• Commercial General Liability: Designed to cover third party bodily injury and property damage resulting from accidents on your premises or caused by your company's activities, this kind of communications equipment manufacturers insurance covers your legal fees as well as any settlement costs.
  • Product Liability: Simply said, product liability insurance covers your attorney fees and settlement payouts in the unfortunate event that a product you manufactured causes physical injury or property damage to an end user. That includes components incorporated into other products.
  • Workers Compensation: In the event that an employee sustains an on-the-job injury for which your company could be held responsible, or suffers an occupational illness (such as a long-term respiratory condition), this type of insurance handles the resulting costs. That includes medical bills, but also any wages an employee loses due to illness-related absences from work that can follow a workplace accident.


Alongside these essential forms of insurance, companies that produce communications equipment are also highly likely to require commercial auto, cyber, inland marine, and business interruption insurance.

A trusted commercial insurance broker will have your back and guide you through the process of acquiring the communications equipment manufacturers insurance coverage that best shields your company from all possible risks.

Communications Equipment Manufacturing's Risks & Exposures

Manufacturing

Premises liability exposure is normally low as access by visitors is limited. If the manufacturer conducts tours or has a showroom or retail outlet, visitors may be injured by slips, trips, or falls. Fumes, dust, and noise from woodwork or metalwork could affect neighbors.

If the manufacturer installs equipment on customers' premises, there may be a frequency of property damage claims. There may be significant off-premises exposures at promotional events.

Products liability exposure varies depending on the type of equipment and the customer. A malfunction in the wiring could present a fire or electrocution hazard, such as products designed for use in kitchens and baths. Sharp edges could result in cuts and other injuries.

Small parts in electronics designed for children's use could present a choking hazard. Cords and cables represent a potential tripping hazard. Any device used to help in distress situations such as baby monitoring devices or off-site life support notification would pose a high potential for loss and require additional evaluation.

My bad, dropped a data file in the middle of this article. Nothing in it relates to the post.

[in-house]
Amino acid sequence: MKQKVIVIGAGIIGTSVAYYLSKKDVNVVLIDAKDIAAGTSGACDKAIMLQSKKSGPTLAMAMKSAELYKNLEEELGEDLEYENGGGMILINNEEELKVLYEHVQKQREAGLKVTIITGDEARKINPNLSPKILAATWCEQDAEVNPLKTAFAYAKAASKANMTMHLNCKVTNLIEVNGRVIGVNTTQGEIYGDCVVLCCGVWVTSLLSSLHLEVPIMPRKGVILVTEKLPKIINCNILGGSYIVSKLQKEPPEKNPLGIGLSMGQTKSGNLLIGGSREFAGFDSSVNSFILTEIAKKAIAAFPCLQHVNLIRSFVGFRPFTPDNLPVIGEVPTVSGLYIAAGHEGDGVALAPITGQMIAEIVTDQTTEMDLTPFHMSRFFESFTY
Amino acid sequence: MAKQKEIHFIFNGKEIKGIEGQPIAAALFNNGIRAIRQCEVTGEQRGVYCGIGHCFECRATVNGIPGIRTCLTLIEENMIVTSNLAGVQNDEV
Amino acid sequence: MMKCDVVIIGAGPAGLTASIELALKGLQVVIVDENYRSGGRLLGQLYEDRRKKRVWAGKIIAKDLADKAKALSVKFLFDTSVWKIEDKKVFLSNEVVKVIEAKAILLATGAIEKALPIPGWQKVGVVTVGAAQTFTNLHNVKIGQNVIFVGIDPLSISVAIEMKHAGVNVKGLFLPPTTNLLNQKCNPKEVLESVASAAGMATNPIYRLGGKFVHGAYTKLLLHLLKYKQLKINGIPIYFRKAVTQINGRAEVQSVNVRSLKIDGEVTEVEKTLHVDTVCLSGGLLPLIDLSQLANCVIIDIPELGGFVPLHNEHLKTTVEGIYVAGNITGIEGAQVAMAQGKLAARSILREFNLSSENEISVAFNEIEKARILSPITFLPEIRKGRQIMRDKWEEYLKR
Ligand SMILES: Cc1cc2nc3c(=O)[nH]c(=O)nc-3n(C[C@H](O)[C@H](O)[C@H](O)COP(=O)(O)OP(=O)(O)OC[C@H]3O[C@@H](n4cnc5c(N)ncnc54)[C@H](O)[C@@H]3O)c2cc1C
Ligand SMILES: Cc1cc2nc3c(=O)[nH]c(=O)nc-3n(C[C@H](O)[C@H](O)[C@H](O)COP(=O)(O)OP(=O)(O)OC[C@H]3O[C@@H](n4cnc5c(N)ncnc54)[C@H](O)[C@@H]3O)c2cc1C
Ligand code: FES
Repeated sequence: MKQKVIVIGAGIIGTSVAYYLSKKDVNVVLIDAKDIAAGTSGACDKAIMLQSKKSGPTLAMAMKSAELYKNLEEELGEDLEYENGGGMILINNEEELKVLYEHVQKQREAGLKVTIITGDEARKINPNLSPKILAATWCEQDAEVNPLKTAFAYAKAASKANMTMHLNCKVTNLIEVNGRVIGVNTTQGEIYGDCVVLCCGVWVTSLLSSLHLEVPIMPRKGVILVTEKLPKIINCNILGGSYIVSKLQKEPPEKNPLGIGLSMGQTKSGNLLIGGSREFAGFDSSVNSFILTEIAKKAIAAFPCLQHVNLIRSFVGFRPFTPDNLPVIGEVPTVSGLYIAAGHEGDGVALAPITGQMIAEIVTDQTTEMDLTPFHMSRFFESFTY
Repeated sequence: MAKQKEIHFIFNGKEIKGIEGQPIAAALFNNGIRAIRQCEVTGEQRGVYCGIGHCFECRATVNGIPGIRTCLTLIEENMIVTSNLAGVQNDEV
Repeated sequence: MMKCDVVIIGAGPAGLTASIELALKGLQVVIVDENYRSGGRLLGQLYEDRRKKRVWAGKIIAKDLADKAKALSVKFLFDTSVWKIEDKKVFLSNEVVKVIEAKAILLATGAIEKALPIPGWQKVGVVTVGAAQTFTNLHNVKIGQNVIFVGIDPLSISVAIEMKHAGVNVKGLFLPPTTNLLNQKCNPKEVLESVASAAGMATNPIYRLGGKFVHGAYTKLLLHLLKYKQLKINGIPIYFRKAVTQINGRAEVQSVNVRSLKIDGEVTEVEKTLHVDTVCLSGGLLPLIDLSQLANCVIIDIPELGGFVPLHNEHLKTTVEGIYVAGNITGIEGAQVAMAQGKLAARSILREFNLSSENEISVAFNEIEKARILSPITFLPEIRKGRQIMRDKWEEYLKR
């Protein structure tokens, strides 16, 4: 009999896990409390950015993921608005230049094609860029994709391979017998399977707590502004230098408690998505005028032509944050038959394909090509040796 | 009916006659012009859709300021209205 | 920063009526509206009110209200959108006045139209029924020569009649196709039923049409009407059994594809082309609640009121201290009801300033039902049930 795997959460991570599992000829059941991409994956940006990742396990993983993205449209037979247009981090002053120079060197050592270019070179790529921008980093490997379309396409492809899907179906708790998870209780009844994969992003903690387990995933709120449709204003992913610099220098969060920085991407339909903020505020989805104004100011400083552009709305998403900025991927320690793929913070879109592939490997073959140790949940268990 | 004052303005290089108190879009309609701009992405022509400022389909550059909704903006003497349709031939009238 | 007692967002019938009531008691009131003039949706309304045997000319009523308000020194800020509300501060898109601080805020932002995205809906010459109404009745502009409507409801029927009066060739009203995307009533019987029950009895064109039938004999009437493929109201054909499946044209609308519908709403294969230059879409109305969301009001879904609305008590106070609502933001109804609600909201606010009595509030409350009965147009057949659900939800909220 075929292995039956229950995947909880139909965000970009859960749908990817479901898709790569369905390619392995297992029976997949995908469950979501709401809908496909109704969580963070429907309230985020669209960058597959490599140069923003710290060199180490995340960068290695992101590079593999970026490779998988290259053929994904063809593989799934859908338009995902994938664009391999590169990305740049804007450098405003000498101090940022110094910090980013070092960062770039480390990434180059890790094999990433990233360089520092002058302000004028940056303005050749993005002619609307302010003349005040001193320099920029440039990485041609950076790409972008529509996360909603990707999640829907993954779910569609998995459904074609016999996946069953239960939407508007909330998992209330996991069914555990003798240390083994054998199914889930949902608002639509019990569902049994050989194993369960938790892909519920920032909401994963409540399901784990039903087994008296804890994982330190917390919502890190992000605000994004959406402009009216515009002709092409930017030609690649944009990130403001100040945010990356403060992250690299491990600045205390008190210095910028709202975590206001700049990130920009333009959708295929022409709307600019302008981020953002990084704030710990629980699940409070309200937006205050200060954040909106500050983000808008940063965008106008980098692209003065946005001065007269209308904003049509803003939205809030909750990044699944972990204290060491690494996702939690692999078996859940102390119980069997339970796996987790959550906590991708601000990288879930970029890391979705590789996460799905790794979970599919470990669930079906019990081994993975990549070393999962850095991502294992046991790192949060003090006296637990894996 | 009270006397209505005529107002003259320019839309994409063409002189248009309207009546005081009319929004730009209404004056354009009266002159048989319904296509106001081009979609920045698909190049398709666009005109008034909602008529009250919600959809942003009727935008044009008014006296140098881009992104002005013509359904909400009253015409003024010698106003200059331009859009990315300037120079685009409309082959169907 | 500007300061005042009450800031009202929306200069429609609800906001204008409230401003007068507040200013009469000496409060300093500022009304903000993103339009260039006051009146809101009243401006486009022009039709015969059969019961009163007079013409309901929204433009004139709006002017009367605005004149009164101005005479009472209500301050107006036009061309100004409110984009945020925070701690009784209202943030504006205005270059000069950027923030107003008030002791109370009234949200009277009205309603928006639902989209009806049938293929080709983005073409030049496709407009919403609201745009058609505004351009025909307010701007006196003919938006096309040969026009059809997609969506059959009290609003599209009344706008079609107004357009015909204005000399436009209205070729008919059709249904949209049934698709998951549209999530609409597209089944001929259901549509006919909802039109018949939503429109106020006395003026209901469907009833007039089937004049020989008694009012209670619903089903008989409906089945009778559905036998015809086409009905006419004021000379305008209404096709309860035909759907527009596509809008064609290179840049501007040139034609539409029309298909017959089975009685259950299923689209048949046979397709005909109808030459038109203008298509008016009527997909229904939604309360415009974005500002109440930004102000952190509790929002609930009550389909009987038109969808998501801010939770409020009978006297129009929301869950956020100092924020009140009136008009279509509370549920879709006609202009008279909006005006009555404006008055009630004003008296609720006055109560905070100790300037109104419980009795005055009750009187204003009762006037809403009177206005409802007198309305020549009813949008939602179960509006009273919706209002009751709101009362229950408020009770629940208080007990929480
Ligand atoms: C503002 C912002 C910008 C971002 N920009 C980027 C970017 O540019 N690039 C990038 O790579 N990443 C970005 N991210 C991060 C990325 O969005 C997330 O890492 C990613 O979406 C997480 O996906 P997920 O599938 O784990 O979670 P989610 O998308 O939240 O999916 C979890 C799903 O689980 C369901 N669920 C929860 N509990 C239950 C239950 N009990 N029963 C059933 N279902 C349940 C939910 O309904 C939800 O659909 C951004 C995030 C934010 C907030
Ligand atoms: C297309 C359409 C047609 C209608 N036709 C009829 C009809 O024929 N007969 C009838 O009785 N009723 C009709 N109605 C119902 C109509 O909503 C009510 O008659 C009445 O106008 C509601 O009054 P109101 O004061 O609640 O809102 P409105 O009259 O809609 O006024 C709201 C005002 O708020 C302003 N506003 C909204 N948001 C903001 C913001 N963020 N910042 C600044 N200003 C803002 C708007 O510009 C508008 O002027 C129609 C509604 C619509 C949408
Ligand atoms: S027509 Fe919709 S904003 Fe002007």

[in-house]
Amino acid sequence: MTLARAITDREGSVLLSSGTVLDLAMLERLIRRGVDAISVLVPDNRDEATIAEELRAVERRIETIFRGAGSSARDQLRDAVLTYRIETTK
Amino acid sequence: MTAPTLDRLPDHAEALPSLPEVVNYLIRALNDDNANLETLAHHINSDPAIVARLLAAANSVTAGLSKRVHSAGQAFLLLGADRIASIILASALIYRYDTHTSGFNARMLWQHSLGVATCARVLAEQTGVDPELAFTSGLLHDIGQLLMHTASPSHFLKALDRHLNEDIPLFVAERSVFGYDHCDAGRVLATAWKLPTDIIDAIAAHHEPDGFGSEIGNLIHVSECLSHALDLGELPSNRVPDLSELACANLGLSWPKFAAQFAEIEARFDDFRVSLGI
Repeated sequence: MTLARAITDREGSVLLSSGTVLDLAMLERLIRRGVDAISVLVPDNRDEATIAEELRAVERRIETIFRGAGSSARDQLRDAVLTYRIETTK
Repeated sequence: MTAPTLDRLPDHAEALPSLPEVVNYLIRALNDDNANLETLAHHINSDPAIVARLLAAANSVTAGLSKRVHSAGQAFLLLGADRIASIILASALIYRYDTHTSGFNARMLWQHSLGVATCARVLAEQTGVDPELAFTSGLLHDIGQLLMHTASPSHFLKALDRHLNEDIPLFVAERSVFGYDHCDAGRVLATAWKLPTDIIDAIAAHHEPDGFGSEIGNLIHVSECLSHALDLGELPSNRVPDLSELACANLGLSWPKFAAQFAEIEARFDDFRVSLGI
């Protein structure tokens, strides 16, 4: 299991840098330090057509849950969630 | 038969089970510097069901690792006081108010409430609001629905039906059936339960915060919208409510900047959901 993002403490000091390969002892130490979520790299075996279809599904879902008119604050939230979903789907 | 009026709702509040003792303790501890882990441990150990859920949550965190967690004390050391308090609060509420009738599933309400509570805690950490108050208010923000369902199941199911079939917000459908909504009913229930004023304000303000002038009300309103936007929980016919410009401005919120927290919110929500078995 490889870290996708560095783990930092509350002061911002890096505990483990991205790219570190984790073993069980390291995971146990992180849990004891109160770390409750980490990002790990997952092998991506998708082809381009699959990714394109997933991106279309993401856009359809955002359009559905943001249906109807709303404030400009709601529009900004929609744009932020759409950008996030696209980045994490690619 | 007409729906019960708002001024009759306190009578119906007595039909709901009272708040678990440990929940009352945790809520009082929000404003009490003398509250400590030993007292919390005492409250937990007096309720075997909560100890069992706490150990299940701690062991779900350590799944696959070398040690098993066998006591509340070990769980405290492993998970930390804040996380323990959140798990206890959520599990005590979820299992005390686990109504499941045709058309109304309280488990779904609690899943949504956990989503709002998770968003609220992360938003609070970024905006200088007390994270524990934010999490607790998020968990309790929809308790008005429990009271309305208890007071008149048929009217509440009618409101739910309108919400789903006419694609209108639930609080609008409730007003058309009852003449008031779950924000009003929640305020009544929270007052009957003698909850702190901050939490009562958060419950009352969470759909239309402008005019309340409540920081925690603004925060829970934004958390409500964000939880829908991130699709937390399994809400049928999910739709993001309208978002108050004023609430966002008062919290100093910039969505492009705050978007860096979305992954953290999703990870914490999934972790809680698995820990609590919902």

Warning labels regarding dangers of personal injury are important, but provide only limited defense, especially in the case of household products.

Older appliances made before improved safety features were introduced may still be in use.

Environmental impairment liability exposure may be very high due to possible contamination of ground, air, and water from chemicals and toxic lubricants, solvents and paints. The type of housing manufactured may also affect hazards.

For plastics, the raw materials may be toxic and are flammable, the catalysts may be caustic, and the final product is usually not biodegradable. For wood and metal, contaminants may come from the chemicals, paints, and solvents used. Storage and disposal procedures must adhere to all EPA and other regulatory standards.

Workers compensation exposure can be very high. Injuries from production machinery are common, as are minor cuts, puncture wounds, burns, foreign objects in the eye, hearing impairment from noise, slips, trips, falls, back injuries from lifting, and repetitive motion injuries. Working with electronics can result in electrocution.

Workstations should be ergonomically designed. The high volume required for production schedules may lead workers to remove guards on the machinery, or to postpone maintenance and repair to increase production. Chemical exposures could result in skin and eye irritations, as well as respiratory problems.

Employees must be fully informed as to the potential effects of the chemicals, including long-term occupational disease hazards so that they can be aware of warning symptoms and obtain treatment as early as possible. Production incentives can be a disincentive to safety if the only consideration is by piece production.

Property exposures consist of office, plant, and warehouse for storage of raw materials and finished goods. Ignition sources include heating and cooling equipment, production machinery, electrical panels, and the build-up of dust from the cutting and sanding that can cause fire and explosion. The risk increases in the absence of proper dust collection systems, ventilation, and adequate disposal procedures.